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Thread: Using the top of the tank

  1. #1

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    Using the top of the tank

    I was wondering how I could find space to build a scrubber and also utilise the existing equipment I have for it.
    There isnt really any room in the sump as it is take up with my ATI BM300 skimmer, (I know some of you are a tad anti skimmers but this beast cost me a fortune and is the daddy of skimmers and so it is going nowhere) my Schuran Jetstream calcium reactor and my KM500 kalk stirer and cleartides dual fluidised reactor. There simply isnt room for anything else in there!

    So then I looked at the top of my tank, it is a custom built 5 foot bow front tank and on the top there is a large area at the front of the tank that is solid glass with a drain hold cut in to one end. There are 3 x 250watt halides with lumenarcs just above the tank with this area being heavily lit by the lights.

    I thought to myself if I pumped water on to one end of this flat area and let it run down to the other area and drain back in to the tank I would have a perfect scrubber area.

    I am now looking to find a material that I could cut to size and fit in to this area and then I will get a pump and have a go and see if it works.

    Can anyone forsee any problems with this horisontal scrubber idea?
    Joe
    reef addict by night

  2. #2

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    Re: Using the top of the tank

    [attachment=0:2cqhkzjp]scrubber-design.jpg[/attachment:2cqhkzjp]

    This is a rough scetch of the idea I have in mind. There is a 6 inch deep lip all around this top section so there is no chance of it overflowing, it will simply drain back in to the tank again...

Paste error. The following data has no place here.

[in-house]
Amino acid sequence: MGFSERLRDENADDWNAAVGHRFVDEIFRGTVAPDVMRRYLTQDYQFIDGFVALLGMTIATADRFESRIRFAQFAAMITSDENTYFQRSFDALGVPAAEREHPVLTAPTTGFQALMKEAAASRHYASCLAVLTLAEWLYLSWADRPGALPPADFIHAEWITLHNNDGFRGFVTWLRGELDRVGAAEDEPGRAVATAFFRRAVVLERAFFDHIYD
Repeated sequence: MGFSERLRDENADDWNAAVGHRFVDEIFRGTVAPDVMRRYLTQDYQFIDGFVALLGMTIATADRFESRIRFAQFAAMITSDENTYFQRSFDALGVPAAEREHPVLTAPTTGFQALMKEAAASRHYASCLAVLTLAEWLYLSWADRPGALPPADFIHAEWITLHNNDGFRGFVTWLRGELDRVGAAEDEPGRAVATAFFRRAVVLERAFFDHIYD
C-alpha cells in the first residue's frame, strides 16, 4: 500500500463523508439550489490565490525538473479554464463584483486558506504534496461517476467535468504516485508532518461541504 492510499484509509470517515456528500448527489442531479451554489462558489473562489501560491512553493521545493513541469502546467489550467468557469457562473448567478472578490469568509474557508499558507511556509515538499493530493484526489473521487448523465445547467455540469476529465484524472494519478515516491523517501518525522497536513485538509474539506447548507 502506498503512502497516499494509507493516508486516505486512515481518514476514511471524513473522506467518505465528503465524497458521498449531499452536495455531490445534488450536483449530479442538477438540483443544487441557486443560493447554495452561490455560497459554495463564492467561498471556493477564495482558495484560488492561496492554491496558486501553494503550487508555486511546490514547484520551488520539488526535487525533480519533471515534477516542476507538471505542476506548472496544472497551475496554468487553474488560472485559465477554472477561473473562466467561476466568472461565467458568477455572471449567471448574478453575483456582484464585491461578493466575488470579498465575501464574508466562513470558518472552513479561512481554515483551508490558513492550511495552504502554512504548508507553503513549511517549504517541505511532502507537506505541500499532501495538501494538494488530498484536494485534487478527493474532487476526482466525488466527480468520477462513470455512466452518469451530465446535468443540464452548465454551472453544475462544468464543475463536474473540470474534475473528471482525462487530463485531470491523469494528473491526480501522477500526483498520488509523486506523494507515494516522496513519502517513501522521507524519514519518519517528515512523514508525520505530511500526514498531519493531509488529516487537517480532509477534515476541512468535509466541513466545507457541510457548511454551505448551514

Any comments?
    Joe
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    reef addict by night

  3. #3
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    Re: Using the top of the tank

    What's the tank volume, and the shelf area?

  4. #4

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    Re: Using the top of the tank

    Hi Tank is 60 inches wide by 24 inches front to back by 30 inches deep
    and the sump is 36 inches wide wide by 18 imches front to back and the water level sits at about 7 inches deep.

    as for the top section I will need to measure it, but there is far more surface area than you would get on a screen in a little bucket or in my sump!
    It is 60 inches wide by about 1 inch deep at the narrowest point and in the centre it is about 6 or 7 inches deep.
    (obviously the sketch above isnt to scale or even close)

    Joe
    reef addict by night

  5. #5

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    Re: Using the top of the tank

    Ok little update, the water flows far too fiercely over this area and pours over the other brace bars too.
    I dont want this so I need to find a less powerful pump to try again, and I also need to find a material to use for the screen as I dont want to scratch up the top of the tank, and I also need to be able to remove the screen for cleaning...